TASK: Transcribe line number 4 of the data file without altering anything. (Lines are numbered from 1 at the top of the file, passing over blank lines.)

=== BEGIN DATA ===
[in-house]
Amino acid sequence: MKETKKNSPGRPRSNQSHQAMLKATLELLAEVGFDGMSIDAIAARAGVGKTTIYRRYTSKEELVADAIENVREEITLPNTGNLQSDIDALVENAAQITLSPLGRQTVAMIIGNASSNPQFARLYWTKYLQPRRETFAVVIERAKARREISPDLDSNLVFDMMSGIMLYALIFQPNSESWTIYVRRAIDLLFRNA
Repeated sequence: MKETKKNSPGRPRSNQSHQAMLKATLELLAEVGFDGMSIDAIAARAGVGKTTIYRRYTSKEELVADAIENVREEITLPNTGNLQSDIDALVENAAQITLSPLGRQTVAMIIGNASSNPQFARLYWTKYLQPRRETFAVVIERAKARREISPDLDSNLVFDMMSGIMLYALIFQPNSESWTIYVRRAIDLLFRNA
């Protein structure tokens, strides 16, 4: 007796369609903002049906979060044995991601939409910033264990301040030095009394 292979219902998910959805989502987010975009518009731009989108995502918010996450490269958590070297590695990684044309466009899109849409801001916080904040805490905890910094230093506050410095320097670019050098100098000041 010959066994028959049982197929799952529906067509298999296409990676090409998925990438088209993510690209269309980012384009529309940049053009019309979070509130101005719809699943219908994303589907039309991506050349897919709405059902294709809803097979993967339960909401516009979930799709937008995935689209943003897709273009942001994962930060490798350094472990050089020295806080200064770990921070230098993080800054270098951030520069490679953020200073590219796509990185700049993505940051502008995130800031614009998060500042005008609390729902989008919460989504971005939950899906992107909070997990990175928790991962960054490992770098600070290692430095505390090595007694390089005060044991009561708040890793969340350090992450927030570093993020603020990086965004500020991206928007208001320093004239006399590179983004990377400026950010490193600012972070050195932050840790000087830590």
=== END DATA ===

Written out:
């Protein structure tokens, strides 16, 4: 007796369609903002049906979060044995991601939409910033264990301040030095009394 292979219902998910959805989502987010975009518009731009989108995502918010996450490269958590070297590695990684044309466009899109849409801001916080904040805490905890910094230093506050410095320097670019050098100098000041 010959066994028959049982197929799952529906067509298999296409990676090409998925990438088209993510690209269309980012384009529309940049053009019309979070509130101005719809699943219908994303589907039309991506050349897919709405059902294709809803097979993967339960909401516009979930799709937008995935689209943003897709273009942001994962930060490798350094472990050089020295806080200064770990921070230098993080800054270098951030520069490679953020200073590219796509990185700049993505940051502008995130800031614009998060500042005008609390729902989008919460989504971005939950899906992107909070997990990175928790991962960054490992770098600070290692430095505390090595007694390089005060044991009561708040890793969340350090992450927030570093993020603020990086965004500020991206928007208001320093004239006399590179983004990377400026950010490193600012972070050195932050840790000087830590």